Borrowing for college was once thought of as an “investment” in the future, but changing realities over the last couple decades have upended that equation, as millions of student loan borrowers have not seen college pay off the way they expected. A study of students starting college in 2003 found that by 2015, 38% of students taking on federal loans had not paid down any principal on their loans. And in fact, because of accrued interest, they owed more than when they graduated (or didn't graduate, as in many cases). With average student loan amounts now much higher than in a decade ago, borrowers should be especially cautious about taking on big loans. The 2003 study found that of those who borrowed more than $50,000, nearly three-quarters (72%) had not paid down any principal 12 years later (see graph below). That compares to just 26% of those who hadn't paid down their loans when those loans were under $10,000. The new reality of college is that a degree by itself isn't a ticket to financial freedom, especially when it's wrapped with a large student loan.
A survey by AICPA in 2013 found that 60% of student loan borrowers have at least some choice over the way they financed college and only 39% said they fully understood the burden of their student loan debt would have in the future. Those impacts include lower retirement contributions (41%), delayed auto purchases (40%), delayed home purchased (29%), and even delayed marriage (15%). According to the Consumer Financial Protection Bureau, half of student loan borrowers will not begin to pay student loans before age 34, a doubling of the 25% of borrowers doing so in 2003. Except for real estate debt, student loans now exceed all other forms of personal debt in the U.S. Increasingly, those with financial freedom, especially younger and middle-age Americans, are those who are successful keeping student loan debt modest and for those who have it, are successful in paying it down.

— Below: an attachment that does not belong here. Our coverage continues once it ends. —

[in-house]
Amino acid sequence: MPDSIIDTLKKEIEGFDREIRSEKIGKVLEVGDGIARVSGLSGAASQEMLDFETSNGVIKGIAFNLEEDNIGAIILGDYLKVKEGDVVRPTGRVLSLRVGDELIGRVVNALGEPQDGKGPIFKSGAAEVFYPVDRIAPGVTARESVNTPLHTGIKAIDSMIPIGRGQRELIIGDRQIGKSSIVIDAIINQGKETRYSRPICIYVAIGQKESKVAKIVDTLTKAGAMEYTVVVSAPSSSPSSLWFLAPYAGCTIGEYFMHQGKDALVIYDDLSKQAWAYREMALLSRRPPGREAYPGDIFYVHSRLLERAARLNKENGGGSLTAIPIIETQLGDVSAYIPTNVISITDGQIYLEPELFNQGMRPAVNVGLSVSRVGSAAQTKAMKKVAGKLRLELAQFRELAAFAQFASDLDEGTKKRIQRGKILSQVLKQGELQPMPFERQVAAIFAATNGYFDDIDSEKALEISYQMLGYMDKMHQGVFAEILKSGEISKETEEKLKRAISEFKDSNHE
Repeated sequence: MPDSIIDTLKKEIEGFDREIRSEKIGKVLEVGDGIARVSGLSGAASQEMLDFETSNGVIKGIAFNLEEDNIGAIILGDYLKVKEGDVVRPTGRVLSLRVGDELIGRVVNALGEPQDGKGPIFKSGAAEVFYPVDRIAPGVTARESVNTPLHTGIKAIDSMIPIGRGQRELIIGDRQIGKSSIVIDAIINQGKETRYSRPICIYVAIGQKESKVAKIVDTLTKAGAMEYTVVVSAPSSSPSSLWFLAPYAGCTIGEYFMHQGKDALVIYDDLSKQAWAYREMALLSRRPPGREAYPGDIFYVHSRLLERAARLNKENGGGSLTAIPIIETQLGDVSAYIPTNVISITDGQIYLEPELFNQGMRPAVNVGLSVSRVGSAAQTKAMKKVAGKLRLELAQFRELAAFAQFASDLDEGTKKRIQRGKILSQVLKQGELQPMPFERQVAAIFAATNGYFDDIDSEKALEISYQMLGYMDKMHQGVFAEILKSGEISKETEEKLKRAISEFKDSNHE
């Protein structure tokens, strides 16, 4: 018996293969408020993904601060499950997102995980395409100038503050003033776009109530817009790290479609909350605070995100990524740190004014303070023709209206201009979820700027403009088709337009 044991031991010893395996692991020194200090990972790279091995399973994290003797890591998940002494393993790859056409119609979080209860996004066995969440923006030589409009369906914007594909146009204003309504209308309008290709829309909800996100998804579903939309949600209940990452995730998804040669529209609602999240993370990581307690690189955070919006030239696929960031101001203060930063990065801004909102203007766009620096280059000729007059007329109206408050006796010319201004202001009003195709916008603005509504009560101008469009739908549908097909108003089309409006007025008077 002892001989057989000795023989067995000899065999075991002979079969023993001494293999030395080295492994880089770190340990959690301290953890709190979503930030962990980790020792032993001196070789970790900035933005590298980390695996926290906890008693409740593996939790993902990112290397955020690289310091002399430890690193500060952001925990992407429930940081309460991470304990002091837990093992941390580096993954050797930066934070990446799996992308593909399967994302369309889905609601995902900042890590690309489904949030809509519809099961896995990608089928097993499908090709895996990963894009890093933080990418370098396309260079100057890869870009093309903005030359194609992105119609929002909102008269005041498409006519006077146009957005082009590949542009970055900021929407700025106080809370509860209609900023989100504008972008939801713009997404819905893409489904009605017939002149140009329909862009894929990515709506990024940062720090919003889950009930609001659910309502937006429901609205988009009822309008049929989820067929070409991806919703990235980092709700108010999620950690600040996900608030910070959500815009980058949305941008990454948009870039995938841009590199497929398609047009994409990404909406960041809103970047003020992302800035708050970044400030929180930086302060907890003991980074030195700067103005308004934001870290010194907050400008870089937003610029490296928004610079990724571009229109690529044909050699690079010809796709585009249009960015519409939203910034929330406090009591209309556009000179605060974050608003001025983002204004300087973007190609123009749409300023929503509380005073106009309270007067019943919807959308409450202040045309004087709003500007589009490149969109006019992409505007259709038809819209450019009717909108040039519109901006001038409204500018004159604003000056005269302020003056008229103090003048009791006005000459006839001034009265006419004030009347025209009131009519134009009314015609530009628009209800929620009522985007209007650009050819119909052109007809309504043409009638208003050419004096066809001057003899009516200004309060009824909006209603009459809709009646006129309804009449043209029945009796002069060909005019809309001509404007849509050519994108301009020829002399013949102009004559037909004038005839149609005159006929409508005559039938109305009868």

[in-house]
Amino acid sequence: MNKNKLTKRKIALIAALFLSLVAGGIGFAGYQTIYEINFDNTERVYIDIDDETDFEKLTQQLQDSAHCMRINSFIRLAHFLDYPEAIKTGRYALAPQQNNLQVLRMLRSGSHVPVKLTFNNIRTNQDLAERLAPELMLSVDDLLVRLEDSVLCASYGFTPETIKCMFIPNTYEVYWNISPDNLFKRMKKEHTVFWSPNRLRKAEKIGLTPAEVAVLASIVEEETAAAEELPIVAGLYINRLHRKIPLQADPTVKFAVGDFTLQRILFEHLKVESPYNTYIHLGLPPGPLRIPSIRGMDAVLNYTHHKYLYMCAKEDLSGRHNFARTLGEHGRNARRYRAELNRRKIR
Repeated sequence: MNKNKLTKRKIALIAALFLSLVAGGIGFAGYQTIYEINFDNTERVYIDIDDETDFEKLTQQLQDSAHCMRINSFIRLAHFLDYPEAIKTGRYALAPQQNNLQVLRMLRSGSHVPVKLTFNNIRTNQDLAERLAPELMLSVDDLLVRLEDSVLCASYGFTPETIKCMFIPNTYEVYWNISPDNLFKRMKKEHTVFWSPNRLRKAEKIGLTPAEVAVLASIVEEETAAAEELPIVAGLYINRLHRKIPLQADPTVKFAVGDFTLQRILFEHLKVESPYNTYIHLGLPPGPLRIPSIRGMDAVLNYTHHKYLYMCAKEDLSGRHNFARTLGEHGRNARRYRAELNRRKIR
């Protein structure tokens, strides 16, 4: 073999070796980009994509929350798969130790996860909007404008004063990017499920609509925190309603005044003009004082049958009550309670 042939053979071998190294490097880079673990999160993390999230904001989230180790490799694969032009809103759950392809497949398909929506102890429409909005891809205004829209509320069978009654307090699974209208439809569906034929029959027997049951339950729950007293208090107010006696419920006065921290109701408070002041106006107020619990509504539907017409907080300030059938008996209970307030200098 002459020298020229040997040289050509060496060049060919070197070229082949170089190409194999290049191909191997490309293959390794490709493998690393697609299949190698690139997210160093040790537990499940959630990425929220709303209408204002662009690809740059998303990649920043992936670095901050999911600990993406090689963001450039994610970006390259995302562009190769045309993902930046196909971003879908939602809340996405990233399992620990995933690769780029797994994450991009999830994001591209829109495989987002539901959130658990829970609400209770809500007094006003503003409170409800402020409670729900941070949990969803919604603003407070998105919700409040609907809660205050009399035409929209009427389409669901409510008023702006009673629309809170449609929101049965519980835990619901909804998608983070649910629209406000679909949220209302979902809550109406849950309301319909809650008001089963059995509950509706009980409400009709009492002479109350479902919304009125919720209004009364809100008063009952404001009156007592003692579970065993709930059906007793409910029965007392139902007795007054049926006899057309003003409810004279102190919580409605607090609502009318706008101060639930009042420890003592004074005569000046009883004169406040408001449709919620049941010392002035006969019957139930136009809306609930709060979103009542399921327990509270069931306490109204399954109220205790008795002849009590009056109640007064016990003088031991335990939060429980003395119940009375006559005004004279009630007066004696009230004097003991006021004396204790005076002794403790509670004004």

“Financial freedom is having a lot of money in investments or in the bank”
The flip side to debt are assets. The two can of course, coexist, but financial freedom tends to grow as the balance tips to the savings side of the asset-debt scale. Lately, there have been news stories bemoaning the fact that a high percentage of Americans have very little or no money in a savings account. Similarly, despite the long held adage from financial planners that individuals should maintain an emergency fund for three to six months living expenses, fewer than 20% of Americans report having one. However, as opposed to showing American's dire financial straits, keeping little money in the bank or for emergencies simply reflects the increasing ease of credit that most Americans have. A higher percentage of Americans without much in savings would have little trouble tapping a credit card or home equity line of credit to pay an expected $1,000 medical bill, and many would get by liquidating financial assets for an extended period of time between jobs. The access to credit, combined with the nearly 0% interest rates on bank savings, explains much of the reasons behind the “dearth of savings” commented on. What would be a problem is if one has low savings, low ability to access credit and low levels of financial assets to tap in case of an emergency.
When looking at savings, the relevant aspect is how total financial assets compares to total financial debt. Netting those out will give a picture of either a positive (financial) net worth or a negative one. Just as with debt, looking at money in the bank doesn't mean much without looking at the other. It's fine to have $50,000 of investments or in the bank, but if it's more than offset with $100,000 of debt (independent of any real estate debt, that is typically offset by the value of the home), from a net worth standpoint, it's no different than having $0 in the bank, but only $50,000 of debt.